Judge announces intent to clear bankruptcy of J&J talk unit
By Mike Spector
(Reuters) – The bankruptcy filing filed by Johnson & Johnson’s subsidiary, which is carrying claims related to Talk, will soon be dismissed unless a US appeals court agrees to reconsider its decision, the company’s attempt to settle the lawsuit move to a Chapter 11 trial, a federal judge said Tuesday.
US Bankruptcy Judge Michael Kaplan said during a hearing in Trenton, New Jersey, that he intends to drop the Chapter 11 case once the Philadelphia-based 3rd Circuit Court of Circuits receives a formal mandate to carry out a ruling by the 30th Circuit to dismiss the matter.
The 3rd Circuit Panel ruled that the J&J subsidiary, called LTL Management, was not legitimately entitled to Chapter 11 protection because it was not in financial distress.
The firing is on hold as LTL asked the entire 3rd Circuit late Monday to reconsider the panel’s decision. Should the 3rd Circuit deny that motion, Kaplan could dismiss the case within days.
“It is my intention, if the mandate is granted, to issue an order dismissing the case,” Kaplan said during Tuesday’s hearing.
If the 3rd Circuit declines to rehear, LTL may seek further delay in dismissing the bankruptcy case, possibly in the US Supreme Court, an attorney for the J&J subsidiary, Greg Gordon, told the hearing.
Left unanswered, the 3rd Circuit’s decision would force J&J back in court to address nearly 40,000 lawsuits alleging that the company’s baby powder and other cosmetic products containing talc cause cancer. Gordon told the judge that LTL made a “Herculean effort to get the defense team back in place” to take cases to court should Kaplan dismiss the bankruptcy outright.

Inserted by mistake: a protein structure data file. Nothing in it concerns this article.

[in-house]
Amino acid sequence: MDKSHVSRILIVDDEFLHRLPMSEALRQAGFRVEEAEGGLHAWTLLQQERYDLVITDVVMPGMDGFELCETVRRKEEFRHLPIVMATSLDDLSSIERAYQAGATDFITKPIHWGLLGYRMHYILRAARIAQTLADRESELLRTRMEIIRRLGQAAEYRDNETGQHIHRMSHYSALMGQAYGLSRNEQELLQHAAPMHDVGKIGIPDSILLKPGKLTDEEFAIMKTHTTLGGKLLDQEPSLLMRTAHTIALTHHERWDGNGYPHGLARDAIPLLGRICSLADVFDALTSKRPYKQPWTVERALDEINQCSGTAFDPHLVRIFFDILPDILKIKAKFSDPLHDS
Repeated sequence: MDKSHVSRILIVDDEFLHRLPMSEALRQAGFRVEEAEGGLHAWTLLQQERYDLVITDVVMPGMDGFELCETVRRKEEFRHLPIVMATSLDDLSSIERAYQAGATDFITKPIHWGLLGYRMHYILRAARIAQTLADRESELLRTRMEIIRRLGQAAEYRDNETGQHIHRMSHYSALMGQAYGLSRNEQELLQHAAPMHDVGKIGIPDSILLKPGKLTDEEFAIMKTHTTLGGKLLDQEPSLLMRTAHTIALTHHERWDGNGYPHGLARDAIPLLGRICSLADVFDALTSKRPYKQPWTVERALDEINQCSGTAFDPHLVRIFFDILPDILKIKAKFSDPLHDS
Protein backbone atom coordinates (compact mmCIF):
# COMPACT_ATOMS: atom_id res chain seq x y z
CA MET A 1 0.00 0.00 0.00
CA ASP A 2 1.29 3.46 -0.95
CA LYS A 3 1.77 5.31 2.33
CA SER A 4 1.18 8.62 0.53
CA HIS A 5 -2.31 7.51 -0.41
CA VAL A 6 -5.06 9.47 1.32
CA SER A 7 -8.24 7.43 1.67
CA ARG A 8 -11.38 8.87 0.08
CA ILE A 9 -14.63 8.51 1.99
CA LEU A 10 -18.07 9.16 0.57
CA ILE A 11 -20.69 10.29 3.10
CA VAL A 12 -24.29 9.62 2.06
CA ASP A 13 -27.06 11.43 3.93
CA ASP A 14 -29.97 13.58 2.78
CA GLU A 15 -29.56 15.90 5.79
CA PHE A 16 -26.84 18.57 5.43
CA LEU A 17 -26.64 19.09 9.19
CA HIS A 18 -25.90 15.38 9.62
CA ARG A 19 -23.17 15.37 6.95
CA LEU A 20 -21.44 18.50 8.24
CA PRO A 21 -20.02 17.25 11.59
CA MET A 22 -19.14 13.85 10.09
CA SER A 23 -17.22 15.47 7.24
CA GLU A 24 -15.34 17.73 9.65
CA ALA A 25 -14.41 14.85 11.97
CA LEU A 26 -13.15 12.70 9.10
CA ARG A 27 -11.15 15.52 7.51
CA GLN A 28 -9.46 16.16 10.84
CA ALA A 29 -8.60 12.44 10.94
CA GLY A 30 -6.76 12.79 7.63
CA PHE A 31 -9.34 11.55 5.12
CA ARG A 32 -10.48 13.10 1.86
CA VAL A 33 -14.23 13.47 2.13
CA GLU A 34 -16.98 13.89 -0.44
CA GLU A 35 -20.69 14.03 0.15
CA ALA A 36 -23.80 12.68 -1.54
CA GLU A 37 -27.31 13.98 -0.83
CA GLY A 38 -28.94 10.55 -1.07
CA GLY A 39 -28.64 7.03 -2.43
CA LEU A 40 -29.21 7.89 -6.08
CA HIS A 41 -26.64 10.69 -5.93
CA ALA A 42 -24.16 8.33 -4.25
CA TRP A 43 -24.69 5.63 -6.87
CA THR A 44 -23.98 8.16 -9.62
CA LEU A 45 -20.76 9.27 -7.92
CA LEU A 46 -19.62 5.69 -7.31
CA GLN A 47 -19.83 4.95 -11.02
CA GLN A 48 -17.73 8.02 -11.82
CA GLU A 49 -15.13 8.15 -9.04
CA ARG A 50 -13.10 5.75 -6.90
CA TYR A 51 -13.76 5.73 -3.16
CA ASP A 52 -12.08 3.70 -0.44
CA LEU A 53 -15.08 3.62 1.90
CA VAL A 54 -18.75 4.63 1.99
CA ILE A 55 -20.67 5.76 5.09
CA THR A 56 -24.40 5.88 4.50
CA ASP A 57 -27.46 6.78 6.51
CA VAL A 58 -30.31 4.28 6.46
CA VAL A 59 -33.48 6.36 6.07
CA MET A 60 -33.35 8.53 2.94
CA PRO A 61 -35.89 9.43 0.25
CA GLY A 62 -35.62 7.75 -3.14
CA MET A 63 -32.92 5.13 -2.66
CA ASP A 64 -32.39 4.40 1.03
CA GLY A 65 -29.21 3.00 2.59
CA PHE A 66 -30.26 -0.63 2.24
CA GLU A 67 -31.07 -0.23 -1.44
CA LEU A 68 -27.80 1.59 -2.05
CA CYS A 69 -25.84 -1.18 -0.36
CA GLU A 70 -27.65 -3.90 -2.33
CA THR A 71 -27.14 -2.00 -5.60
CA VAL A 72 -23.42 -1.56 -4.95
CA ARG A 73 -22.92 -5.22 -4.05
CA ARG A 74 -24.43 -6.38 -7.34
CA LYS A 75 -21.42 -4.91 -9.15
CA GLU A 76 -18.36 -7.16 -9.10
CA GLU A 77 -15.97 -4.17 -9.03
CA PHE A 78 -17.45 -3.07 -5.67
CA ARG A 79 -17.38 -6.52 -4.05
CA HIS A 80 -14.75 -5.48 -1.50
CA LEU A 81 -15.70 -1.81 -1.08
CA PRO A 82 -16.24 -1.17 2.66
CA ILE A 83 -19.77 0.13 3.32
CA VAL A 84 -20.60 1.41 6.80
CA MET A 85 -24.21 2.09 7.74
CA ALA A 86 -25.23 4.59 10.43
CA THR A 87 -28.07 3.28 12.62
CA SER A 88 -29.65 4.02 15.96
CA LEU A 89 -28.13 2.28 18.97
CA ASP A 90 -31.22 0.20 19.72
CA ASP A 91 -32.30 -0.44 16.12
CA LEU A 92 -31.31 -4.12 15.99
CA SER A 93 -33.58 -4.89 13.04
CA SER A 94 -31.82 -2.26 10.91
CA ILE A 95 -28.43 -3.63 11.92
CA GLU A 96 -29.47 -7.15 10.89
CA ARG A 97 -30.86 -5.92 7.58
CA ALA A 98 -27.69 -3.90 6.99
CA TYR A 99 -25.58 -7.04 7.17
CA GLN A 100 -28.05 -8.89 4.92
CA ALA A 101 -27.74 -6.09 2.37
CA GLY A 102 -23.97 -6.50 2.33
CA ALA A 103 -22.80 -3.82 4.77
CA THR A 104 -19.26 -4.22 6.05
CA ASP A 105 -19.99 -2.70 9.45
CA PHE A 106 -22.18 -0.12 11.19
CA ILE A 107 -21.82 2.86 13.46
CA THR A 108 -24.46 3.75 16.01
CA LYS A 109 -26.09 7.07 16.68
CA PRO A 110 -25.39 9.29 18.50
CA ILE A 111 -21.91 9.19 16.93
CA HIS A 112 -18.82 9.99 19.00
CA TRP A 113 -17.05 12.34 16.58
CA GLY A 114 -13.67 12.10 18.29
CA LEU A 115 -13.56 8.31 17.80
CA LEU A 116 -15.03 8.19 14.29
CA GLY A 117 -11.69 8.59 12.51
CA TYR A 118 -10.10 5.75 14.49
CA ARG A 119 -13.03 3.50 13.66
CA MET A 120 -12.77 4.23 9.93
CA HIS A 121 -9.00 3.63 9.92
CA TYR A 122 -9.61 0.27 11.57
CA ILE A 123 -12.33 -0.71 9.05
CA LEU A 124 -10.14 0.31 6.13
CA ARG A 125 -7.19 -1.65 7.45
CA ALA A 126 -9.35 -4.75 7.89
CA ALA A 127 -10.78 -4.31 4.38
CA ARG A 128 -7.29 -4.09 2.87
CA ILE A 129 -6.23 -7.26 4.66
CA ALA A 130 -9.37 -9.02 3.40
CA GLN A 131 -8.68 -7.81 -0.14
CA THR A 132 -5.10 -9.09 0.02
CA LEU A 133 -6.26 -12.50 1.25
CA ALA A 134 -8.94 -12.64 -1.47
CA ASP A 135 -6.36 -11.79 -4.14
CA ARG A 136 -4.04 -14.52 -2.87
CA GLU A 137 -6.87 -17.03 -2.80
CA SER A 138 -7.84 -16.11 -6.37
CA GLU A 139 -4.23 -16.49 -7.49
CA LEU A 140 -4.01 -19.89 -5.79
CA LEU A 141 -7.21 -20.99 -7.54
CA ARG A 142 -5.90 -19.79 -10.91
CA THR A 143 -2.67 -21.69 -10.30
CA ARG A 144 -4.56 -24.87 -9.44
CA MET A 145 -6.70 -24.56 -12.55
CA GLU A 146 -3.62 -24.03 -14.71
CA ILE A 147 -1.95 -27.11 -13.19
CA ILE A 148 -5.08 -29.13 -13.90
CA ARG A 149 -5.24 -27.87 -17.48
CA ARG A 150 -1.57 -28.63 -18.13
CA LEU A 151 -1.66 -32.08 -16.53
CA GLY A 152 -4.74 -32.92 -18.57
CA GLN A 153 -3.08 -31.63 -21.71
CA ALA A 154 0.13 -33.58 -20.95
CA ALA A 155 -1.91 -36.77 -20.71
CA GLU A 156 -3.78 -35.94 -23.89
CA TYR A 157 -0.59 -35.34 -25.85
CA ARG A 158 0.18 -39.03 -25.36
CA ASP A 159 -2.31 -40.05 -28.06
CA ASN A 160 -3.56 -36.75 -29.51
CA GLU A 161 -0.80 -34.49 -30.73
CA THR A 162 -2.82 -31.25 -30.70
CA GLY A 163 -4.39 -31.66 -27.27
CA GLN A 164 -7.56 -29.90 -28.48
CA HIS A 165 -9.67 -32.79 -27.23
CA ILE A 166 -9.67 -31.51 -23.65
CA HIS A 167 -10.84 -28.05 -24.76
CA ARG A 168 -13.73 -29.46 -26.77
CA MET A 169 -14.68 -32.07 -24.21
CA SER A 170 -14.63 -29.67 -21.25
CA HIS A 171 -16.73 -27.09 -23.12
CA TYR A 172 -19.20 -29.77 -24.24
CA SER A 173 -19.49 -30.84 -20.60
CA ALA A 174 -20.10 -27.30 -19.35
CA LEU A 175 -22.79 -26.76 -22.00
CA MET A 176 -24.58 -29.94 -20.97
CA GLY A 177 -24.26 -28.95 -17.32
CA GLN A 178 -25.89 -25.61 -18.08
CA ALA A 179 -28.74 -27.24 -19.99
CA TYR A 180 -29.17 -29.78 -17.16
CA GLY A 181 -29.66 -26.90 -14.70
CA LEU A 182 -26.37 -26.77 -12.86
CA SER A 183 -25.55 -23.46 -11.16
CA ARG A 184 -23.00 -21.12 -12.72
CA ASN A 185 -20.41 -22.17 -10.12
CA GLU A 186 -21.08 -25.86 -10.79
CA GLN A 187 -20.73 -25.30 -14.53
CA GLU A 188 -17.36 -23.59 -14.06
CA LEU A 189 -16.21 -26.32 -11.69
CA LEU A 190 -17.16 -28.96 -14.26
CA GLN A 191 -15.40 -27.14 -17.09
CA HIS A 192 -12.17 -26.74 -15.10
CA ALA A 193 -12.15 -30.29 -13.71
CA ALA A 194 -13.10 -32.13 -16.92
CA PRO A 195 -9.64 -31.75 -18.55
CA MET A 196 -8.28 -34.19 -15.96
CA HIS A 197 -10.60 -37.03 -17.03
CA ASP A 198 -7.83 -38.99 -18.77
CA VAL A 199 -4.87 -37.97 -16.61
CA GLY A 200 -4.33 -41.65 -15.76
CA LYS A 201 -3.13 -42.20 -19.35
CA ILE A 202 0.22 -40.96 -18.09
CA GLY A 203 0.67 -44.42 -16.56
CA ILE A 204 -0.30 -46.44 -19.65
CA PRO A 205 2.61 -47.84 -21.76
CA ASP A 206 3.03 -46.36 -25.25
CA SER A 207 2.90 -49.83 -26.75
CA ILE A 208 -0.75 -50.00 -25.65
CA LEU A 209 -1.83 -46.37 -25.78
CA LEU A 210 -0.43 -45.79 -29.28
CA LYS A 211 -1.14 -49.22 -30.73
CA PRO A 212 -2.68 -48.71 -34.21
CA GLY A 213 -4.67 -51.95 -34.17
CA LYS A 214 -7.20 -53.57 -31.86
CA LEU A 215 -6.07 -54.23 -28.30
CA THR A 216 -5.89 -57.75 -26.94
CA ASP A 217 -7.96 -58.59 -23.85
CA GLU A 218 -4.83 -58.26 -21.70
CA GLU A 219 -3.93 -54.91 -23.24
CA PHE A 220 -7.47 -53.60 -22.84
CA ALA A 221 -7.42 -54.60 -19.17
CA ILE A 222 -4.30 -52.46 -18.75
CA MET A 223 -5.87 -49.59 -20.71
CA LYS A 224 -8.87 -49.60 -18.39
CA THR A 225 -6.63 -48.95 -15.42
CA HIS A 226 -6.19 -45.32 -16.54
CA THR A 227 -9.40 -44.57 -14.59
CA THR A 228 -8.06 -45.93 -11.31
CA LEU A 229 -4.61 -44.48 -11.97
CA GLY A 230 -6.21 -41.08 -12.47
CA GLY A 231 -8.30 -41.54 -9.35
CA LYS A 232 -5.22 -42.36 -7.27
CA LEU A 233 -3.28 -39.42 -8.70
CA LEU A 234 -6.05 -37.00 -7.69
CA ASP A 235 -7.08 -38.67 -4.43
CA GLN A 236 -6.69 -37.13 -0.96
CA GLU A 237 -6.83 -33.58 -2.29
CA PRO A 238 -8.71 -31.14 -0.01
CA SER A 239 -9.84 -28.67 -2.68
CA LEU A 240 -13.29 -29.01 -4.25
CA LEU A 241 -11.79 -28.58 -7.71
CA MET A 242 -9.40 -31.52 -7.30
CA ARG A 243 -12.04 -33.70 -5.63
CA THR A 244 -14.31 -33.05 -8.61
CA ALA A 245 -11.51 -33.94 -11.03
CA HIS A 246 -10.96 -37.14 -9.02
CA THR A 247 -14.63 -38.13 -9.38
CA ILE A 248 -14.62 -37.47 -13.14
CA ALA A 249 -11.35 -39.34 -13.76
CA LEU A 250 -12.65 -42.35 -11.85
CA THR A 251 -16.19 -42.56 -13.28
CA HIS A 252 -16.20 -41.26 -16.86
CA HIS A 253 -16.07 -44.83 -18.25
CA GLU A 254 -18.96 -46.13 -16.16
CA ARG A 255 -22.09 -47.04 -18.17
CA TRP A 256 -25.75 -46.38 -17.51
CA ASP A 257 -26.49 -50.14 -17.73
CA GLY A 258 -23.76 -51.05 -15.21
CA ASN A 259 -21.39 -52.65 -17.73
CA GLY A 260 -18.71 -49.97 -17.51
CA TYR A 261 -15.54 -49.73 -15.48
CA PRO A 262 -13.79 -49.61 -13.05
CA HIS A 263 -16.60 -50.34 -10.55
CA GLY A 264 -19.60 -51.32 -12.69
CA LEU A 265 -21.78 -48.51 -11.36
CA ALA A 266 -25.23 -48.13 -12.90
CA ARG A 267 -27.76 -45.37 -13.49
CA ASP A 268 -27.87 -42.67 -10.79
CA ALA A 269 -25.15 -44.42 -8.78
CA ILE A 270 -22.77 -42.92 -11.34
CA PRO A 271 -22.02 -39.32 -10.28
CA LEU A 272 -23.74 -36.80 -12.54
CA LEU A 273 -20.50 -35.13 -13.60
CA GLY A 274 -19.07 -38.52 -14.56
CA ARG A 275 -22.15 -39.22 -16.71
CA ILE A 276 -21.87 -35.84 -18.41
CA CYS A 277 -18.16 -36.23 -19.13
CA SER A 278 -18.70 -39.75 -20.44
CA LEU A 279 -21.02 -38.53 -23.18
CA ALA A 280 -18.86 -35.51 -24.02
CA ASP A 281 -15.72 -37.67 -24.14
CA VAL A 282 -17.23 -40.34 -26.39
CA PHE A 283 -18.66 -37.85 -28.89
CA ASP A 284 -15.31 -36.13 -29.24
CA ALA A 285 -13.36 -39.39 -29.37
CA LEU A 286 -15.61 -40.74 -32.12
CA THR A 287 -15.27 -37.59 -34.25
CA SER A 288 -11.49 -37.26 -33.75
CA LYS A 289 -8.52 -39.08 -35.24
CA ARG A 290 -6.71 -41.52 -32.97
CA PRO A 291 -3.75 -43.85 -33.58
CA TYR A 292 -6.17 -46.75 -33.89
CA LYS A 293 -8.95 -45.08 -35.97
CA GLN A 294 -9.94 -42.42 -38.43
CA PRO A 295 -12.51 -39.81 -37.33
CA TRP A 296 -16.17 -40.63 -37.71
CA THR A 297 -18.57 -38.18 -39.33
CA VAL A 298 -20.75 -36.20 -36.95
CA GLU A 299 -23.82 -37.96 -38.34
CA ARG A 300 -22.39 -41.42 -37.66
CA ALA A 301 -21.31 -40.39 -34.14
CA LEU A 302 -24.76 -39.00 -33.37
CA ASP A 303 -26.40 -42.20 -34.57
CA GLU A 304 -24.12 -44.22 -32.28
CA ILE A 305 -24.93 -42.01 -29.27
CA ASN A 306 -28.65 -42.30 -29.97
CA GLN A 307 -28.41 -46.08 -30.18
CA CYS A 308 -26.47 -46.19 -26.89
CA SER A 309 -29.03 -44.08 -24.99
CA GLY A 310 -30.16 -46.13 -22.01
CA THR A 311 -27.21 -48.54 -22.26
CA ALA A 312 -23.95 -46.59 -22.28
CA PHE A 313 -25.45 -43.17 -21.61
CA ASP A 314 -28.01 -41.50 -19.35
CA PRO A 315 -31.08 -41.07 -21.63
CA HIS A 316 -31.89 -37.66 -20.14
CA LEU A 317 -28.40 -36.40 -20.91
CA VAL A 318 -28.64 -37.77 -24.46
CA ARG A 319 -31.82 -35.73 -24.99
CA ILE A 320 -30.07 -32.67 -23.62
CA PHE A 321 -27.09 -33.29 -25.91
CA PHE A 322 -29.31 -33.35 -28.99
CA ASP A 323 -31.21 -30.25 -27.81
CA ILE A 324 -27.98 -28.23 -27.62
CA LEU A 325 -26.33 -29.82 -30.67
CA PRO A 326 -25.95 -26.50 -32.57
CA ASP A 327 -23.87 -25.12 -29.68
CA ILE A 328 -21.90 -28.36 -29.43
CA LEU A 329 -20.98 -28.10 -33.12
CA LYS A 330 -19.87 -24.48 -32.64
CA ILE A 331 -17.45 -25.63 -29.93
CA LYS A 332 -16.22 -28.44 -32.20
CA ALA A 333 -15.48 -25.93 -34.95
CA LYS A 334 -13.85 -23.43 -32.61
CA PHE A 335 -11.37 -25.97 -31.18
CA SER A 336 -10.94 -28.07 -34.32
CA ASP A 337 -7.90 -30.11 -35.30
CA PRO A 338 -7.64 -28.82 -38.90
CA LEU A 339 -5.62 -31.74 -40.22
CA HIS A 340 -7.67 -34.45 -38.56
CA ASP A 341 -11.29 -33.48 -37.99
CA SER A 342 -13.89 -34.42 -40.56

J&J believes its talc products are safe.
LTL’s bankruptcy had put the spate of Talk cases on hold. Kaplan on Tuesday granted a 24-year-old plaintiff’s motion to continue his case following the decision of the 3rd Circuit in California.
“The pendulum has swung,” Kaplan said, ruling that a trial for the terminally ill plaintiff should no longer be indefinitely suspended on the grounds that it could jeopardize LTL’s bankruptcy reorganization.
Kaplan said other cases would remain on short-term hold while LTL’s appeals process unfolds.
The 3rd Circuit decision more broadly cast a shadow over J&J’s use of a maneuver known as the Texas Two-Step, named after a Texas law the company used to split its consumer business into two new subsidiaries.
In October 2021, J&J shifted the tidal wave of talc lawsuits it was facing to one of its newly created entities, LTL, which subsequently filed for bankruptcy. Reuters detailed the secret Texas Two Steps planning by Johnson & Johnson and other big firms in a series of reports last year examining companies’ attempts to avoid lawsuits through bankruptcy.
J&J, with a market cap of more than $400 billion, has argued that the avalanche of lawsuits posed a serious financial threat. The company’s costs for judgments, settlements and attorneys’ fees have risen to about $4.5 billion, according to bankruptcy court filings, with no end in sight.
The 3rd Circuit’s reasoning underscored what some legal experts call an inherent contradiction: bankruptcies conducted by billions of dollars worth of multinational corporations that faced little risk of running out of money to pay suing creditors.
LTL filed for bankruptcy while J&J avoided seeking Chapter 11 protection, with all the financial and reputational damage that would ensue.
J&J said it generously funded LTL to ensure a fair settlement – better, the company and its subsidiary argued, than court cases where some plaintiffs receive overpayments while others receive little or nothing.
The 3rd Circuit found that J&J’s funding of the subsidiary, initially $2 billion and perhaps eventually more, undermines any claim of financial risk needed to justify LTL’s bankruptcy filing. In a petition for a rehearing filed Monday, LTL attorney Neal Katyal called that reasoning “wrong-side up.”
A 2018 investigation by Reuters found that J&J had known for decades that asbestos, a known carcinogen, was in its baby powder and other talc cosmetic products. The company said in May 2020 it would stop selling talc-based baby powder in the United States and Canada, in part due to what it called “misinformation” and “baseless allegations” about the product. The company later decided to stop selling talc-based baby powder worldwide starting that year. J&J has denied that its talc contains asbestos.
(Reporting by Mike Spector in New York; Editing by Will Dunham)